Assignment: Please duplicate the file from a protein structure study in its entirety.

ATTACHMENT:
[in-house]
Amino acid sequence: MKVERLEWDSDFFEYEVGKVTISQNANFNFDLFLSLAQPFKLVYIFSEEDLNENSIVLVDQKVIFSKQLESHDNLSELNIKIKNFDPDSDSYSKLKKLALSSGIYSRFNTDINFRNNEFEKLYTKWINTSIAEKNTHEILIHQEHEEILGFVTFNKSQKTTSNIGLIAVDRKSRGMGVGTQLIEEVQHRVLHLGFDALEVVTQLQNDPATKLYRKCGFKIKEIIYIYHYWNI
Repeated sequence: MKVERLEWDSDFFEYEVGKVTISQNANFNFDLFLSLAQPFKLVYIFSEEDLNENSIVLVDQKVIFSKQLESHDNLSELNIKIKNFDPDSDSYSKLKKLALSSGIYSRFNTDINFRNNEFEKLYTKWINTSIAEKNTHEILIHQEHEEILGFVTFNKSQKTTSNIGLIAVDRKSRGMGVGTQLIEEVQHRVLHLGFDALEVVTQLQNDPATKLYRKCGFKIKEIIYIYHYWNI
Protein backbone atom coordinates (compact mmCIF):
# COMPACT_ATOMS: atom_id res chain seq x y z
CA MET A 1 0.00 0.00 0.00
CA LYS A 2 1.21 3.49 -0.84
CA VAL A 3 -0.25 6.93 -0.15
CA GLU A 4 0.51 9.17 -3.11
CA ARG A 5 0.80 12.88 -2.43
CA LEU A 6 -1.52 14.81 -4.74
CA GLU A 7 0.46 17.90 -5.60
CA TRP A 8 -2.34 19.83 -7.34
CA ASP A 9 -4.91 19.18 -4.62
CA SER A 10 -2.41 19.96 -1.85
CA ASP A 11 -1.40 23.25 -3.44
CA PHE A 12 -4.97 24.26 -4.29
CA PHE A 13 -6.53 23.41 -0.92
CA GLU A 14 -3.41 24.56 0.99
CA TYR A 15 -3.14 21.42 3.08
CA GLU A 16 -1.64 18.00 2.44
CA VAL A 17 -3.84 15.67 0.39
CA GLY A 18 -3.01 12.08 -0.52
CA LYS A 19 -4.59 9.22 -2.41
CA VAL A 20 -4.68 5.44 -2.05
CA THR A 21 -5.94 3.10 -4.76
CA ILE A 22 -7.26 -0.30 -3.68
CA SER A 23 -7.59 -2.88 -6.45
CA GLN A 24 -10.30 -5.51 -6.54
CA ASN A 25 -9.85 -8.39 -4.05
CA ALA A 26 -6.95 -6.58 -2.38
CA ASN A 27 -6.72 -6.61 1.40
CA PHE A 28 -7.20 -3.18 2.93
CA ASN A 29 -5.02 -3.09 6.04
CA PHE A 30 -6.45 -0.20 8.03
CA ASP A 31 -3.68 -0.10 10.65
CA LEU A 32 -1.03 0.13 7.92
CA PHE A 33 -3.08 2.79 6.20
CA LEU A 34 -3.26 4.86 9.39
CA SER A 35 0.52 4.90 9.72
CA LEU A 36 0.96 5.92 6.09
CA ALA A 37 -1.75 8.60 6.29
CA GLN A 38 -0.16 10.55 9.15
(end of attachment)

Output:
[in-house]
Amino acid sequence: MKVERLEWDSDFFEYEVGKVTISQNANFNFDLFLSLAQPFKLVYIFSEEDLNENSIVLVDQKVIFSKQLESHDNLSELNIKIKNFDPDSDSYSKLKKLALSSGIYSRFNTDINFRNNEFEKLYTKWINTSIAEKNTHEILIHQEHEEILGFVTFNKSQKTTSNIGLIAVDRKSRGMGVGTQLIEEVQHRVLHLGFDALEVVTQLQNDPATKLYRKCGFKIKEIIYIYHYWNI
Repeated sequence: MKVERLEWDSDFFEYEVGKVTISQNANFNFDLFLSLAQPFKLVYIFSEEDLNENSIVLVDQKVIFSKQLESHDNLSELNIKIKNFDPDSDSYSKLKKLALSSGIYSRFNTDINFRNNEFEKLYTKWINTSIAEKNTHEILIHQEHEEILGFVTFNKSQKTTSNIGLIAVDRKSRGMGVGTQLIEEVQHRVLHLGFDALEVVTQLQNDPATKLYRKCGFKIKEIIYIYHYWNI
Protein backbone atom coordinates (compact mmCIF):
# COMPACT_ATOMS: atom_id res chain seq x y z
CA MET A 1 0.00 0.00 0.00
CA LYS A 2 1.21 3.49 -0.84
CA VAL A 3 -0.25 6.93 -0.15
CA GLU A 4 0.51 9.17 -3.11
CA ARG A 5 0.80 12.88 -2.43
CA LEU A 6 -1.52 14.81 -4.74
CA GLU A 7 0.46 17.90 -5.60
CA TRP A 8 -2.34 19.83 -7.34
CA ASP A 9 -4.91 19.18 -4.62
CA SER A 10 -2.41 19.96 -1.85
CA ASP A 11 -1.40 23.25 -3.44
CA PHE A 12 -4.97 24.26 -4.29
CA PHE A 13 -6.53 23.41 -0.92
CA GLU A 14 -3.41 24.56 0.99
CA TYR A 15 -3.14 21.42 3.08
CA GLU A 16 -1.64 18.00 2.44
CA VAL A 17 -3.84 15.67 0.39
CA GLY A 18 -3.01 12.08 -0.52
CA LYS A 19 -4.59 9.22 -2.41
CA VAL A 20 -4.68 5.44 -2.05
CA THR A 21 -5.94 3.10 -4.76
CA ILE A 22 -7.26 -0.30 -3.68
CA SER A 23 -7.59 -2.88 -6.45
CA GLN A 24 -10.30 -5.51 -6.54
CA ASN A 25 -9.85 -8.39 -4.05
CA ALA A 26 -6.95 -6.58 -2.38
CA ASN A 27 -6.72 -6.61 1.40
CA PHE A 28 -7.20 -3.18 2.93
CA ASN A 29 -5.02 -3.09 6.04
CA PHE A 30 -6.45 -0.20 8.03
CA ASP A 31 -3.68 -0.10 10.65
CA LEU A 32 -1.03 0.13 7.92
CA PHE A 33 -3.08 2.79 6.20
CA LEU A 34 -3.26 4.86 9.39
CA SER A 35 0.52 4.90 9.72
CA LEU A 36 0.96 5.92 6.09
CA ALA A 37 -1.75 8.60 6.29
CA GLN A 38 -0.16 10.55 9.15